From age 18 to age 50, people generally feel increasingly unhappy as they grow older … until they hit 50. At that point, there’s a sharp uptick, and they become happier as they age. In fact, they are actually even happier at the age of 85 than when they were 18. No one knows why.

These findings challenge conventional wisdom and defy instinct — teaching us that the safest course of action is to trust your instinct, but not exclusively. Always balance instinct with analysis.

Technorati Tags: trust your instincts, Medicare, communications, Gallup survey, New York Times, happiness, Makovsky

Monday, July 19, 2010

Jobs’ Response: Almost Perfect

Kudos to Steve Jobs on most of his press conference in response to the antennae problem that impaired signal strength and sometimes caused dropped calls. He did right by his customers in offering free bumpers and even total refunds on the phone if they were still not satisfied. His apology was appropriate, as was his comment, “We are human, and we make mistakes sometimes.”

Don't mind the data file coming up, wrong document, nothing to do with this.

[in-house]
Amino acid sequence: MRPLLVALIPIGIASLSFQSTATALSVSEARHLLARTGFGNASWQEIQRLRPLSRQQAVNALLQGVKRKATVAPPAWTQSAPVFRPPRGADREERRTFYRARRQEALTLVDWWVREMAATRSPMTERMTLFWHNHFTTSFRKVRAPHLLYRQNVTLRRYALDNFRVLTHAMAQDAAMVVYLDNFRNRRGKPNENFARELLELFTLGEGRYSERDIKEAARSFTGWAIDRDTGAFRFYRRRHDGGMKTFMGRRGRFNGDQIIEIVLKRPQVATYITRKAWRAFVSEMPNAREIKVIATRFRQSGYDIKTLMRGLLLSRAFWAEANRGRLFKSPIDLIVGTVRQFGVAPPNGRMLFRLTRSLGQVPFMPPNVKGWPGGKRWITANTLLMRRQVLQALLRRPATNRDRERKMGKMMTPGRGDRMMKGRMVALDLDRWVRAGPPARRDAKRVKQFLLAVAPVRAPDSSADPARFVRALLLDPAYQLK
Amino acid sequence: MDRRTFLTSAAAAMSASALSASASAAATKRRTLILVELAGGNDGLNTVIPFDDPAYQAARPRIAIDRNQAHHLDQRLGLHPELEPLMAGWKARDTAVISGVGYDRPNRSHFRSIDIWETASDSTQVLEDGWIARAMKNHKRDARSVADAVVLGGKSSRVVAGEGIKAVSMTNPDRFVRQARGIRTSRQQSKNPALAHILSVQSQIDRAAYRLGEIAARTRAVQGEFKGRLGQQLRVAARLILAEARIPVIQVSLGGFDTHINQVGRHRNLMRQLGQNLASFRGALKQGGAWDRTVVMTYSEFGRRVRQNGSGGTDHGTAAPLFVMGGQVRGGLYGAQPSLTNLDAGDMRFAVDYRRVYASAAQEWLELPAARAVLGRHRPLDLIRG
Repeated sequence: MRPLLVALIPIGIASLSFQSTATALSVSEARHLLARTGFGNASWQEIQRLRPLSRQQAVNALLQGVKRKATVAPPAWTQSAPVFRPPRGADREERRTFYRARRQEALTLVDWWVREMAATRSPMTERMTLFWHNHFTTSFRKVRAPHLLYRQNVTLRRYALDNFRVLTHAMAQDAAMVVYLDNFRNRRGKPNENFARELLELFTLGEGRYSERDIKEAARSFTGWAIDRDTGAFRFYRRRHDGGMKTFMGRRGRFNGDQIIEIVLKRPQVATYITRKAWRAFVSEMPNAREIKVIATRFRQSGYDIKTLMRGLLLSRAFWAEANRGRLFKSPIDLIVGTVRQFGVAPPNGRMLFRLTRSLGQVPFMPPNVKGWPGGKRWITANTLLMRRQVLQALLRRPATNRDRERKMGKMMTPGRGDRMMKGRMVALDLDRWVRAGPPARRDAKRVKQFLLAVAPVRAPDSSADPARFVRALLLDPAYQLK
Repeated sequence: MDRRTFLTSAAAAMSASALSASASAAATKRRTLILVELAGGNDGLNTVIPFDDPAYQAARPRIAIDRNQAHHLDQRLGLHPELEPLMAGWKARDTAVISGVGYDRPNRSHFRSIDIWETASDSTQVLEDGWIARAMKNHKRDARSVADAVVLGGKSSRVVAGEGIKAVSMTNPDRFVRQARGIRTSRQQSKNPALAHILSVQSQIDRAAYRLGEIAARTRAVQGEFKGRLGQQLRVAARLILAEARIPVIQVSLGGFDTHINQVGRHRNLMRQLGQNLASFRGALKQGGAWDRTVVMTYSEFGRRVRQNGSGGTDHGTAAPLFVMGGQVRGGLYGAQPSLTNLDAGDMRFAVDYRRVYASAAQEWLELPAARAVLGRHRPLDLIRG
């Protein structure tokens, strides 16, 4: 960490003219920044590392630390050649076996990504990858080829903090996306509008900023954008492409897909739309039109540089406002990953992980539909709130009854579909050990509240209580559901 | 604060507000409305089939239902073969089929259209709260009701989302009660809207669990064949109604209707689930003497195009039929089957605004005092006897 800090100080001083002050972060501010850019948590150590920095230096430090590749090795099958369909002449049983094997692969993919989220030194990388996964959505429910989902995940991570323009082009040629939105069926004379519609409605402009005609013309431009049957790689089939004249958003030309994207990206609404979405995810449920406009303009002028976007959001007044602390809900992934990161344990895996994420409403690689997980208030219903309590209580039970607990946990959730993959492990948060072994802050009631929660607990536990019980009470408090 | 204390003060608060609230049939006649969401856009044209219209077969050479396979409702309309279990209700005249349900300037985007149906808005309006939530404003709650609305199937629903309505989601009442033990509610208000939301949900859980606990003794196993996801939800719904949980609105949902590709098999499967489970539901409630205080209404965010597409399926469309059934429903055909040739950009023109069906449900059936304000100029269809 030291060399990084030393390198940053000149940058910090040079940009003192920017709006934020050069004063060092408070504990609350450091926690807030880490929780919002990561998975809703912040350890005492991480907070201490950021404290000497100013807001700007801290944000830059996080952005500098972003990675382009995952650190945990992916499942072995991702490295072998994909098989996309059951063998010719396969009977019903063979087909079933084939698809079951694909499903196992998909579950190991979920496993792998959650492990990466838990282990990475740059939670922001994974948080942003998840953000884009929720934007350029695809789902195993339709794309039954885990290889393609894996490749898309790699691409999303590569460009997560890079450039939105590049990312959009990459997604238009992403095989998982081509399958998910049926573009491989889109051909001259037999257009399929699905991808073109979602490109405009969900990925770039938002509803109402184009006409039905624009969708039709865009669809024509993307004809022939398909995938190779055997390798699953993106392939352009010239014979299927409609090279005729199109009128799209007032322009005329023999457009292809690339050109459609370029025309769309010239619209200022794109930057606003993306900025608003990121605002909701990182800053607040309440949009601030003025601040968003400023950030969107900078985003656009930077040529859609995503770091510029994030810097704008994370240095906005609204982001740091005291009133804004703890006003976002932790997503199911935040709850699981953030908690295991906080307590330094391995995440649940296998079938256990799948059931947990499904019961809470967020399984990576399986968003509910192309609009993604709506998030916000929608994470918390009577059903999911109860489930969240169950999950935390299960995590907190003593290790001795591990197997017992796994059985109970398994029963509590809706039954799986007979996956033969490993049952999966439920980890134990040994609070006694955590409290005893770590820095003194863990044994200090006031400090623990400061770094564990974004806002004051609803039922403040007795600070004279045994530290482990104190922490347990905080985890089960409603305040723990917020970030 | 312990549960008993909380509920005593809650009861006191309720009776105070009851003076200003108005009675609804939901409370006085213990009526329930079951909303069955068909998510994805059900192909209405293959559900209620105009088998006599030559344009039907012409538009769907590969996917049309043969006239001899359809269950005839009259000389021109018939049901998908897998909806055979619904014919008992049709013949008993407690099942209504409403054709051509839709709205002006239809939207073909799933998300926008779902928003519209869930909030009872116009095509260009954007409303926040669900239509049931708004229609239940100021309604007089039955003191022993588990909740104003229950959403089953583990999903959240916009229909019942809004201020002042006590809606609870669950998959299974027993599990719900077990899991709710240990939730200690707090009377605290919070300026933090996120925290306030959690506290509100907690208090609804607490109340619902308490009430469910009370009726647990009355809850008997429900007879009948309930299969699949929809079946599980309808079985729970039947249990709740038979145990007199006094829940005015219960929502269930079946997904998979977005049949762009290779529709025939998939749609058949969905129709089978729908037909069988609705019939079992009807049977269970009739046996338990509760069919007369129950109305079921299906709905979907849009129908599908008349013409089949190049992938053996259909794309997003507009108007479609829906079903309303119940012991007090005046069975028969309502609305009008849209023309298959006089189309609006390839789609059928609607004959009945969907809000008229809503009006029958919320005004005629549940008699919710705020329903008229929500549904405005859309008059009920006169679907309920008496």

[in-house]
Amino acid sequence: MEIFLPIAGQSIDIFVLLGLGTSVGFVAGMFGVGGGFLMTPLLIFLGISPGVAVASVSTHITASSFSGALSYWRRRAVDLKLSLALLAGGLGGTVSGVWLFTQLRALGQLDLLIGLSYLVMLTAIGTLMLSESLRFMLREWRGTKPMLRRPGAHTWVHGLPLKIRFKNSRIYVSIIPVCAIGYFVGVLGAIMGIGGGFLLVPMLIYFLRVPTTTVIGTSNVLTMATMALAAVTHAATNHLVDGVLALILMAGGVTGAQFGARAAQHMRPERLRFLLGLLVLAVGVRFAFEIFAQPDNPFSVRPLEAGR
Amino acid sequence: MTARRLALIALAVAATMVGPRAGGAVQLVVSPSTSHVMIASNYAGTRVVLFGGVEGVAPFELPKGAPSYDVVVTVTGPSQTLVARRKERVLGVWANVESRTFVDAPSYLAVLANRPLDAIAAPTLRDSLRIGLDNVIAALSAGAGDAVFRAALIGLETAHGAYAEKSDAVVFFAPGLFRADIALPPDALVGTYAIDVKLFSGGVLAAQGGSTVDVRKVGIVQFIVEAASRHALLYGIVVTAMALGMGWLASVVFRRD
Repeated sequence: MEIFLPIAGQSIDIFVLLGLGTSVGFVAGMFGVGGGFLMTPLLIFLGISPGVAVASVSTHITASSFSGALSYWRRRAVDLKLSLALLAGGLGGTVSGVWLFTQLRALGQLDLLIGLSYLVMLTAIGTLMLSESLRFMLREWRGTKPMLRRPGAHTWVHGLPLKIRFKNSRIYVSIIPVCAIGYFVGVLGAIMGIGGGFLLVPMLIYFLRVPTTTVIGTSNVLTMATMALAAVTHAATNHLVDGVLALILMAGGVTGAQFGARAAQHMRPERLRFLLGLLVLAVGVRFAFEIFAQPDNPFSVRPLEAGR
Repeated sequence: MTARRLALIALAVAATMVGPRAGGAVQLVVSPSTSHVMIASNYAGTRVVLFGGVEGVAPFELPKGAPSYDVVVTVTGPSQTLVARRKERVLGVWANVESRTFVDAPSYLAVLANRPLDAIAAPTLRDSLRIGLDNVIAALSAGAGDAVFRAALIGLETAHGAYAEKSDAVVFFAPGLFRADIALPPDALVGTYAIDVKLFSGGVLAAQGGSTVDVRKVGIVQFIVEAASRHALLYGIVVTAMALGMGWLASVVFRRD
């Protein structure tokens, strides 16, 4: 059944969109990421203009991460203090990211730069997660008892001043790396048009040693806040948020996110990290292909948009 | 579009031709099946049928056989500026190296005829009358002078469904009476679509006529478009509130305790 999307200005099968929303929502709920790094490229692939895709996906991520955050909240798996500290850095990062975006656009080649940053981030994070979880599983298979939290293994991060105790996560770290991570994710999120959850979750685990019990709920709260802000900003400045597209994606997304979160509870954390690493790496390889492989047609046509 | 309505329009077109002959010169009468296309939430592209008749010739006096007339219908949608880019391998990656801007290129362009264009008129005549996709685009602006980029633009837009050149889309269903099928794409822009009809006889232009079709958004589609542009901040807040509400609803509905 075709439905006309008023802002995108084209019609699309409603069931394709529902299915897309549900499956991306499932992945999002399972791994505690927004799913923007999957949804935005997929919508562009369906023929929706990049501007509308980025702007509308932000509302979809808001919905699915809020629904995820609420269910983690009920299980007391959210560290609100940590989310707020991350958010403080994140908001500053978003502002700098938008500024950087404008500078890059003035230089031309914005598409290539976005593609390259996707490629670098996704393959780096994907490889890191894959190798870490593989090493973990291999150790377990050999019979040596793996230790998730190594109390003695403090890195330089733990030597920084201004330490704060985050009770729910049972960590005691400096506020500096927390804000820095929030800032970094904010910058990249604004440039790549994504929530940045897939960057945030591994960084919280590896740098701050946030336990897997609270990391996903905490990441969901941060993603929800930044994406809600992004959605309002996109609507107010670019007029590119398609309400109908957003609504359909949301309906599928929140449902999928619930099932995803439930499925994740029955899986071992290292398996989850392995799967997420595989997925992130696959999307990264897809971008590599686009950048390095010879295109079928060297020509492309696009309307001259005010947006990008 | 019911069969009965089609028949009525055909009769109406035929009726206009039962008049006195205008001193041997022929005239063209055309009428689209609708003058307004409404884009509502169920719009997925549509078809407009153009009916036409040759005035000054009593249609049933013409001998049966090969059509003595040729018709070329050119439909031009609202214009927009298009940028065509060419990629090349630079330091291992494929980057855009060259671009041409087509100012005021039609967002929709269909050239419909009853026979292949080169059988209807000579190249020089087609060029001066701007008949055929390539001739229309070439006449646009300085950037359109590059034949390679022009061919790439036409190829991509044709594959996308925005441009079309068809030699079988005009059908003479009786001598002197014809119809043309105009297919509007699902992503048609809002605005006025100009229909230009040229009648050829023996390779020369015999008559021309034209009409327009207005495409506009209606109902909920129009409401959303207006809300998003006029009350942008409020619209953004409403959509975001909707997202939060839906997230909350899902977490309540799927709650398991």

Where Jobs went wrong, in my professional opinion, was attacking the competition, saying that “every” smartphone suffers from similar problems (regardless of the fact that he was able to show videos of other such phones as evidence). Whether his claim was valid or not, this strategy immediately put him on the defensive. The question was not about the competition, and therefore he needed to keep the focus where it belonged: on the iPhone 4. Even if there had been the time and research to make a comprehensive case for the lapses of his competition, who would benefit? Certainly not Apple! By going down the competitive road, he weakened his offense — two wrongs never make a right.